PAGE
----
How Will the Auto Industry Capitalize on the Internet of Things?
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money from the data they collect—things like location, driving habits, performance issues, the types of music drivers like, and where they stop to shop, to name a few. “The privacy issue will play a big role in whether they can monetize,” he adds. “Look at OnStar—six million users and they’re still looking for a way to monetize that data. Right now, there’s not a real answer for how to do that.”
In addition to privacy concerns, there are worries about security. The automotive Internet of Things environment is potentially just as ripe for hacking as any connected entity. “Cyber security is going to be a huge risk in the coming years,” Gilman says. “With so many lines of code [in the connected car], it really opens up the liabilities. As of today, there are no specific cases of a security breach, but a study conducted at the University of Washington demonstrated these attacks are possible. The worry is that someone could turn off the power steering or the anti-lock brakes.”
But, in Gilman’s opinion, automotive IoT is hardly all doom and gloom. He sees a major opportunity in harnessing vehicle data to improve vehicle relations management—in other words, the ability of dealerships and manufacturers to retain customers.
Car companies imagine a world where the vehicle tells the driver that it’s time for the tires to be rotated or other routine maintenance to be performed, and then digitally schedules an appointment with the dealership on its own. Software on the car (or in the cloud) could do that after patching into the driver’s calendar on his smartphone. It’s an easy way to cultivate customer loyalty that involves very little work by the customer.
Meanwhile, Gilman sees both a challenge and an opportunity in the lack of personnel currently able to mine the data collected by connected cars. The IT infrastructure required to go through all that data is staggering, he says: “North America has 4,000 petabytes of data. The Chevy Volt delivers six gigabytes of data every hour. We need to train people in this specialized skill set.”
With all of the challenges that the automotive IoT is expected to bring, an automotive and web platform business group has formed within the W3C to handle what’s to come and try to hammer out a set of common standards. The W3C is the shorthand name for the World Wide Web consortium, an international community where member organizations like Apple, Google, Jaguar Land Rover, and GENIVI work with the public to develop Internet standards and “lead the Web to its full potential.”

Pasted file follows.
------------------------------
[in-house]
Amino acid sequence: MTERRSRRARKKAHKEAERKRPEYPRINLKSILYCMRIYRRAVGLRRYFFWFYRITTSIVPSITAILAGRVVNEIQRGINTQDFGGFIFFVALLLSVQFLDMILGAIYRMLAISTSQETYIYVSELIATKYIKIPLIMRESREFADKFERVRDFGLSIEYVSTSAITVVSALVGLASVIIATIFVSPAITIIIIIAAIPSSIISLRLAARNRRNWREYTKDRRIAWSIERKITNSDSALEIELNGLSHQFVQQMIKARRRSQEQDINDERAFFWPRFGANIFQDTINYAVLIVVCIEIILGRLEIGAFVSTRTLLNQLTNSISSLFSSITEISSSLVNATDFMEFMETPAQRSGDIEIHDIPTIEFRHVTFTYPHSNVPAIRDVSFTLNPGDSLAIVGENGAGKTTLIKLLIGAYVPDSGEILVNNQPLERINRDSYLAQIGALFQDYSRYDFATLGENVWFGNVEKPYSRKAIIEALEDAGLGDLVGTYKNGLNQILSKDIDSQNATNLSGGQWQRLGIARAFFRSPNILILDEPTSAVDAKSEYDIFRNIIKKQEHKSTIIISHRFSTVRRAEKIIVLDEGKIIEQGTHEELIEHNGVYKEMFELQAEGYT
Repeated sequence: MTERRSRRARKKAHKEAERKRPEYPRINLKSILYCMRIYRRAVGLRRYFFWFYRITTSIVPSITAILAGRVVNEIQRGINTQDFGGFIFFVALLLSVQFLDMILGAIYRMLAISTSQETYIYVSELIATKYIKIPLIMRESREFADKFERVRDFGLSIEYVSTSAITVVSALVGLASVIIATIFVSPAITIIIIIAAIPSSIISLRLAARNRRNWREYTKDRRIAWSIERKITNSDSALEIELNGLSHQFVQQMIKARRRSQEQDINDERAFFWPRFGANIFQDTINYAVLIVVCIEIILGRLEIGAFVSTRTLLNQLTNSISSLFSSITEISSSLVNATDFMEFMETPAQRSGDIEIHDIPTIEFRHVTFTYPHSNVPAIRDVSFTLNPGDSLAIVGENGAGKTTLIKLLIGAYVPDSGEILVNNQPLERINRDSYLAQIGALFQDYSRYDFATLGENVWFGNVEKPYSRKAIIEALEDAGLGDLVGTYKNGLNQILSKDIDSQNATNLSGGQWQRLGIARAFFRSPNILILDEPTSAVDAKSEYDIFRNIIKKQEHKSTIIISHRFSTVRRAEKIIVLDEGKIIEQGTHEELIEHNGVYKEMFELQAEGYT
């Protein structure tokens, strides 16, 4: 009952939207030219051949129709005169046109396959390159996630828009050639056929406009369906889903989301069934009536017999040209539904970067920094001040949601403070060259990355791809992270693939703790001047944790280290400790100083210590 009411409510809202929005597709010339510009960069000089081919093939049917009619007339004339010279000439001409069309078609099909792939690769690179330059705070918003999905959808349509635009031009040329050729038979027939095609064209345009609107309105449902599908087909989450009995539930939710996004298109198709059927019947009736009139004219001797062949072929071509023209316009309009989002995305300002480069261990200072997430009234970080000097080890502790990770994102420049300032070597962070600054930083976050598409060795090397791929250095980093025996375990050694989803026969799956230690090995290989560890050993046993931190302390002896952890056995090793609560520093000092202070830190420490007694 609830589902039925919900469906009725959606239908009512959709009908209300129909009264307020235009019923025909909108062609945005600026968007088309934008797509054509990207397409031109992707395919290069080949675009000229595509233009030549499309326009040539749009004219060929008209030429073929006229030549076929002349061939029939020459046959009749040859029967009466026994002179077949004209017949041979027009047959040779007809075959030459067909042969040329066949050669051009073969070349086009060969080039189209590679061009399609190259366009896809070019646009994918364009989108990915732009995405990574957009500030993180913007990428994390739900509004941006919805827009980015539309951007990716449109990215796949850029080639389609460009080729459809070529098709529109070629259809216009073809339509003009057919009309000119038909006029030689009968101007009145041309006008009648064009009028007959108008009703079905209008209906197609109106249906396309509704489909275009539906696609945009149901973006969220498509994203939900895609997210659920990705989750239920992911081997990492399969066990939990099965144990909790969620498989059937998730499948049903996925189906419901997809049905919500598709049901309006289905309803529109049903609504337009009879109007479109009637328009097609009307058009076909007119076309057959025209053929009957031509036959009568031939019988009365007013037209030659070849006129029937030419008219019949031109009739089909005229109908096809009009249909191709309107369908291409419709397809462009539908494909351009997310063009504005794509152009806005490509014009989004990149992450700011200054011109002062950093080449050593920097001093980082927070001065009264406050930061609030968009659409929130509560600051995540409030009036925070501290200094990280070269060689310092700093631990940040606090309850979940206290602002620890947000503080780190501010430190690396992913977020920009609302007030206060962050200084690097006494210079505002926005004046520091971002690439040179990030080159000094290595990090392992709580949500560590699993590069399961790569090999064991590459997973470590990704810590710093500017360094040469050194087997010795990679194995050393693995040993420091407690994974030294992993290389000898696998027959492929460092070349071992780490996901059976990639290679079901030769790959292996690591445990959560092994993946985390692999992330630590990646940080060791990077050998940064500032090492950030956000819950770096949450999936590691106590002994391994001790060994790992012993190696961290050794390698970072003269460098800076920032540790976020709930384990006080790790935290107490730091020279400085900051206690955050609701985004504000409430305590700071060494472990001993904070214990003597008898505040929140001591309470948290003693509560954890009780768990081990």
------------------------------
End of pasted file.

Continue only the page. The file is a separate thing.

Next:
Paul Boyes, director of telematics and standards for OpenCar, as well as the co-chair of the W3C automotive business group, says the group is made up of 100-plus participants from more than 50 companies: manufacturers, suppliers, software companies, and more. The initiative “allows for developers to get more involved, and auto manufacturers are looking at it as a way to manage data. But it’s also a way to provide an interface for car functions,” he says.
The WC3 business group is tasked with creating use cases and requirements. It creates reports, not actual standards, which are in turn recommended to the industry to mull over and decide whether to implement. Auto manufacturers want to distinguish themselves by the features they offer, he says, and if they’re also attempting to share data with outside developers, a major sticking point is how to create common interfaces that don’t infringe on intellectual property or security. “Getting a subset of data useful to developers is a challenge,” he notes.
The differences in the ways OEMs want to implement in-vehicle connectivity can also cause contention, Boyes says. “A lot of people sit back and don’t contribute. It requires drive and participation and management buy-in. It’s a big challenge.”
If a major auto manufacturer like Ford or GM opened up access beyond portals for infotainment developers, the other manufacturers would fall in line, Boyes predicts. But who goes first? “Everyone has their own initiative when it comes to HTML5, and they’re afraid of losing their competitive advantage,” he says. “However, standards have to win over proprietary information. I don’t think it’s an insurmountable challenge—it just takes time.” (As it stands now, Boyes explains, Pandora writes its in-vehicle app code 15 different times for 15 different OEMs because they all have a slightly different, proprietary interface.)
To Boyes, however, the opportunities associated with automotive IoT are too great to be ignored. The location data alone is very valuable, he points out. Manufacturers can use other data collected in vehicles to see what’s going on with cars “in the wild” and spot problems or suggest repairs, building better relationships with customers. Apps could also do things like send a coupon to drivers as they drive past a favorite restaurant or store, opening up another potential revenue stream.
There’s still the question of who builds the infrastructure needed for a car’s sensors to pass information back and forth from the cloud to local objects, like parking meters, traffic lights, or other cars. Boyes says Europe has started building its infrastructure, but the U.S. isn’t quite there yet—though it could be.
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